Safety, Transportation Project Management & Legal Issues at Forefront of Professional Development Week June 4-6 in D.C.
WASHINGTON – Safety training, project management fundamentals, and legal and regulatory “hot topics” form the core of a new professional development program for transportation design and construction professionals hosted June 4-6 by the American Road & Transportation Builders Association’s Foundation.
As part of “Transportation Construction Professional Development Week,” industry executives can participate in one or both events at ARTBA’s D.C. offices: Safety Training, Certification Preparation & Project Management Academy, and the 11th Annual Law & Regulatory Forum.
The programs are intended for project managers, supervisors and foremen, safety professionals, in-house legal counsel or staff attorneys, compliance officers, and other senior executives.
The safety session focuses on identifying and addressing the top five hazards—struck-by, falls, trenching, night work and temporary traffic control—in roadway construction sites. It’s also a primer for the ANSI-accredited Safety Certification for Transportation Project ProfessionalsTM program and will include a practice exam and explanation of the correct answers.
The Project Management Academy covers: construction documentation, client relations, ethics and compliance programs. And the legal forum features presentations from top industry lawyers and industry leaders on such topics as compliance, design risk, liquidated damages, risk management and public-private partnerships.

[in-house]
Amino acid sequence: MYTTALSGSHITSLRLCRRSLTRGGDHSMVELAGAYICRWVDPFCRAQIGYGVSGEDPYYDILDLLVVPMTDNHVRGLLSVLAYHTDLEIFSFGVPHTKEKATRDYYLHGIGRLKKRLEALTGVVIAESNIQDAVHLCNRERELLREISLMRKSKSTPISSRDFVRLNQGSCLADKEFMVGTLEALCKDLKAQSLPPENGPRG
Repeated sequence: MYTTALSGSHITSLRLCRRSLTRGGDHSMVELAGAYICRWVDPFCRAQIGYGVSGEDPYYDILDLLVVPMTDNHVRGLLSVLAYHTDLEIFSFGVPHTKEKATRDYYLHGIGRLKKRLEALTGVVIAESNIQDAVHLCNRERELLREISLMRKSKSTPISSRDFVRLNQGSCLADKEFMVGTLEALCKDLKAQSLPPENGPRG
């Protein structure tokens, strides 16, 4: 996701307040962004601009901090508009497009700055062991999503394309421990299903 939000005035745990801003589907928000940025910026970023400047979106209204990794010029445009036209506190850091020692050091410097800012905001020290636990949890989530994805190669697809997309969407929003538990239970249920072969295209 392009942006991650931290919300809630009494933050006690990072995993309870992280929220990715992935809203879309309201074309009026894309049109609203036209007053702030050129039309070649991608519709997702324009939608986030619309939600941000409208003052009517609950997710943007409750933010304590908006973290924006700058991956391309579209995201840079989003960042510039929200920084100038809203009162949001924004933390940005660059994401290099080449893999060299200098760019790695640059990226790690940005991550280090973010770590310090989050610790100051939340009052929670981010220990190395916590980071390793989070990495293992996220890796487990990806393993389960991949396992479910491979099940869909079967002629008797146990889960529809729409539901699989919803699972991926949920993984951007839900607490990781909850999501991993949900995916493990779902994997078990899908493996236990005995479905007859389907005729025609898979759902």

Professional Development Hours (PDHs) are available. Check out the full program.
Established in 1985, the ARTBA Foundation is a 501(c) 3 tax-exempt entity designed to “promote research, education and public awareness” about the impacts of transportation investment. The Foundation supports an array of initiatives, including educational scholarships, awards, professional development academies, a transportation project safety certification program, roadway work zone safety and training, special economic reports and an exhibition on transportation at the Smithsonian National Museum of American History